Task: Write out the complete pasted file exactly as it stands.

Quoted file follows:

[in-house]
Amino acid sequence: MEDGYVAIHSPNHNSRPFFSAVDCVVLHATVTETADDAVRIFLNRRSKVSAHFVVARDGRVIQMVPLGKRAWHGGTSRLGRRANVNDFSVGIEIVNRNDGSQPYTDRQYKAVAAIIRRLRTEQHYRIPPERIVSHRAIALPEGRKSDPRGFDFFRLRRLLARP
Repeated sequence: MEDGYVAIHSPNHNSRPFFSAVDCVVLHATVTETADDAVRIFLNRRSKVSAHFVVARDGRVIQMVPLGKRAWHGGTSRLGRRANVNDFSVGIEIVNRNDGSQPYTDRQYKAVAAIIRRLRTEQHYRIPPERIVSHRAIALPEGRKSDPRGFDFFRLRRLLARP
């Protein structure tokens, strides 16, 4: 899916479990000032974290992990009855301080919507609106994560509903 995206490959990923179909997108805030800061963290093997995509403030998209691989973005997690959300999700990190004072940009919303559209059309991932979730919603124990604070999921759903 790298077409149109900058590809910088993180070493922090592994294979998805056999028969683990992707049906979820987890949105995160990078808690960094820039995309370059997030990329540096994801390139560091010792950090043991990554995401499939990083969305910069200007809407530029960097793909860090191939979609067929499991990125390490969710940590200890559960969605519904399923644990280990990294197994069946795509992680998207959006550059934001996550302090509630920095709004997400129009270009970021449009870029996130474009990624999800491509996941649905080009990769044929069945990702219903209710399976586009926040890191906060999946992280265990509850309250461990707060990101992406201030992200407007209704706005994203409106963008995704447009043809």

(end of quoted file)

[in-house]
Amino acid sequence: MEDGYVAIHSPNHNSRPFFSAVDCVVLHATVTETADDAVRIFLNRRSKVSAHFVVARDGRVIQMVPLGKRAWHGGTSRLGRRANVNDFSVGIEIVNRNDGSQPYTDRQYKAVAAIIRRLRTEQHYRIPPERIVSHRAIALPEGRKSDPRGFDFFRLRRLLARP
Repeated sequence: MEDGYVAIHSPNHNSRPFFSAVDCVVLHATVTETADDAVRIFLNRRSKVSAHFVVARDGRVIQMVPLGKRAWHGGTSRLGRRANVNDFSVGIEIVNRNDGSQPYTDRQYKAVAAIIRRLRTEQHYRIPPERIVSHRAIALPEGRKSDPRGFDFFRLRRLLARP
């Protein structure tokens, strides 16, 4: 899916479990000032974290992990009855301080919507609106994560509903 995206490959990923179909997108805030800061963290093997995509403030998209691989973005997690959300999700990190004072940009919303559209059309991932979730919603124990604070999921759903 790298077409149109900058590809910088993180070493922090592994294979998805056999028969683990992707049906979820987890949105995160990078808690960094820039995309370059997030990329540096994801390139560091010792950090043991990554995401499939990083969305910069200007809407530029960097793909860090191939979609067929499991990125390490969710940590200890559960969605519904399923644990280990990294197994069946795509992680998207959006550059934001996550302090509630920095709004997400129009270009970021449009870029996130474009990624999800491509996941649905080009990769044929069945990702219903209710399976586009926040890191906060999946992280265990509850309250461990707060990101992406201030992200407007209704706005994203409106963008995704447009043809």